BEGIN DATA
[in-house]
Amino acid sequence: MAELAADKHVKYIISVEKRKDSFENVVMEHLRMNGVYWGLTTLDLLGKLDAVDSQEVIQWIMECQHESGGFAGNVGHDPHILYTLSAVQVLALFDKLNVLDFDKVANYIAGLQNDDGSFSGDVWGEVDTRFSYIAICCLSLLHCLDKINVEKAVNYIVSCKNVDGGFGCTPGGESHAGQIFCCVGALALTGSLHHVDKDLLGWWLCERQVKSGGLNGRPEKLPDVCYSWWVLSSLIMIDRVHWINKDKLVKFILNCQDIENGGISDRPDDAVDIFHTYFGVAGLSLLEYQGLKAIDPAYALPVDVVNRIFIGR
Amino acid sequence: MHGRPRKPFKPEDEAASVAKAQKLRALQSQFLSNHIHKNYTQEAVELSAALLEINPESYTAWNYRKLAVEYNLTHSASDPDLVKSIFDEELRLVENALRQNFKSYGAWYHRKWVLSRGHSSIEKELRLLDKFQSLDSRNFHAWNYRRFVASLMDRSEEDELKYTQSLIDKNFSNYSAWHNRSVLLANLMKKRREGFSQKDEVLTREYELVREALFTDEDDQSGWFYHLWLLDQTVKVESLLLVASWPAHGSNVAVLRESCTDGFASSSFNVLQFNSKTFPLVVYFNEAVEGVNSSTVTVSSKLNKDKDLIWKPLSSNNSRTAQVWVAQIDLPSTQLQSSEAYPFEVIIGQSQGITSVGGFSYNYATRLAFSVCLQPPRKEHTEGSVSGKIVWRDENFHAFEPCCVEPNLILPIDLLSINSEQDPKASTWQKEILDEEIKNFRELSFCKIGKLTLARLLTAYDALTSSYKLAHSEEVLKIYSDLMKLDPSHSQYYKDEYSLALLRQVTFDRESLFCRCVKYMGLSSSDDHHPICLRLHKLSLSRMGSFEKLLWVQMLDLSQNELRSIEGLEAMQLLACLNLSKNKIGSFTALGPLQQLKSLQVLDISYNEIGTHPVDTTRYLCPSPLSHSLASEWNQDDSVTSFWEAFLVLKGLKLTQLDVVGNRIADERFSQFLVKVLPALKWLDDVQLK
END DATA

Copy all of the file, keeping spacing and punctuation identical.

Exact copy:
[in-house]
Amino acid sequence: MAELAADKHVKYIISVEKRKDSFENVVMEHLRMNGVYWGLTTLDLLGKLDAVDSQEVIQWIMECQHESGGFAGNVGHDPHILYTLSAVQVLALFDKLNVLDFDKVANYIAGLQNDDGSFSGDVWGEVDTRFSYIAICCLSLLHCLDKINVEKAVNYIVSCKNVDGGFGCTPGGESHAGQIFCCVGALALTGSLHHVDKDLLGWWLCERQVKSGGLNGRPEKLPDVCYSWWVLSSLIMIDRVHWINKDKLVKFILNCQDIENGGISDRPDDAVDIFHTYFGVAGLSLLEYQGLKAIDPAYALPVDVVNRIFIGR
Amino acid sequence: MHGRPRKPFKPEDEAASVAKAQKLRALQSQFLSNHIHKNYTQEAVELSAALLEINPESYTAWNYRKLAVEYNLTHSASDPDLVKSIFDEELRLVENALRQNFKSYGAWYHRKWVLSRGHSSIEKELRLLDKFQSLDSRNFHAWNYRRFVASLMDRSEEDELKYTQSLIDKNFSNYSAWHNRSVLLANLMKKRREGFSQKDEVLTREYELVREALFTDEDDQSGWFYHLWLLDQTVKVESLLLVASWPAHGSNVAVLRESCTDGFASSSFNVLQFNSKTFPLVVYFNEAVEGVNSSTVTVSSKLNKDKDLIWKPLSSNNSRTAQVWVAQIDLPSTQLQSSEAYPFEVIIGQSQGITSVGGFSYNYATRLAFSVCLQPPRKEHTEGSVSGKIVWRDENFHAFEPCCVEPNLILPIDLLSINSEQDPKASTWQKEILDEEIKNFRELSFCKIGKLTLARLLTAYDALTSSYKLAHSEEVLKIYSDLMKLDPSHSQYYKDEYSLALLRQVTFDRESLFCRCVKYMGLSSSDDHHPICLRLHKLSLSRMGSFEKLLWVQMLDLSQNELRSIEGLEAMQLLACLNLSKNKIGSFTALGPLQQLKSLQVLDISYNEIGTHPVDTTRYLCPSPLSHSLASEWNQDDSVTSFWEAFLVLKGLKLTQLDVVGNRIADERFSQFLVKVLPALKWLDDVQLK